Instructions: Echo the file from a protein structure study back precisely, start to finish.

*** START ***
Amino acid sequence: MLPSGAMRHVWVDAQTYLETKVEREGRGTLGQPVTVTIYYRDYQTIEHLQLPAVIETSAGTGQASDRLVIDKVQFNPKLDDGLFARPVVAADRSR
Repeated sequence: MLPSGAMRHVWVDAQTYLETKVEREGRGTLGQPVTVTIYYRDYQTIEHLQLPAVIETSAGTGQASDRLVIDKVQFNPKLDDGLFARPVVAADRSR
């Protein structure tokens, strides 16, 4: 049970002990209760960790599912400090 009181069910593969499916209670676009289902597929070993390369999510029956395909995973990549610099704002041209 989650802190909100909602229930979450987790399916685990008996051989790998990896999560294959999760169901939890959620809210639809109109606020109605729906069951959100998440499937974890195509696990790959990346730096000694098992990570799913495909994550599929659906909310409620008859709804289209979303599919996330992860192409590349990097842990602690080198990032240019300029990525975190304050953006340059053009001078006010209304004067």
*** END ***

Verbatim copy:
Amino acid sequence: MLPSGAMRHVWVDAQTYLETKVEREGRGTLGQPVTVTIYYRDYQTIEHLQLPAVIETSAGTGQASDRLVIDKVQFNPKLDDGLFARPVVAADRSR
Repeated sequence: MLPSGAMRHVWVDAQTYLETKVEREGRGTLGQPVTVTIYYRDYQTIEHLQLPAVIETSAGTGQASDRLVIDKVQFNPKLDDGLFARPVVAADRSR
């Protein structure tokens, strides 16, 4: 049970002990209760960790599912400090 009181069910593969499916209670676009289902597929070993390369999510029956395909995973990549610099704002041209 989650802190909100909602229930979450987790399916685990008996051989790998990896999560294959999760169901939890959620809210639809109109606020109605729906069951959100998440499937974890195509696990790959990346730096000694098992990570799913495909994550599929659906909310409620008859709804289209979303599919996330992860192409590349990097842990602690080198990032240019300029990525975190304050953006340059053009001078006010209304004067």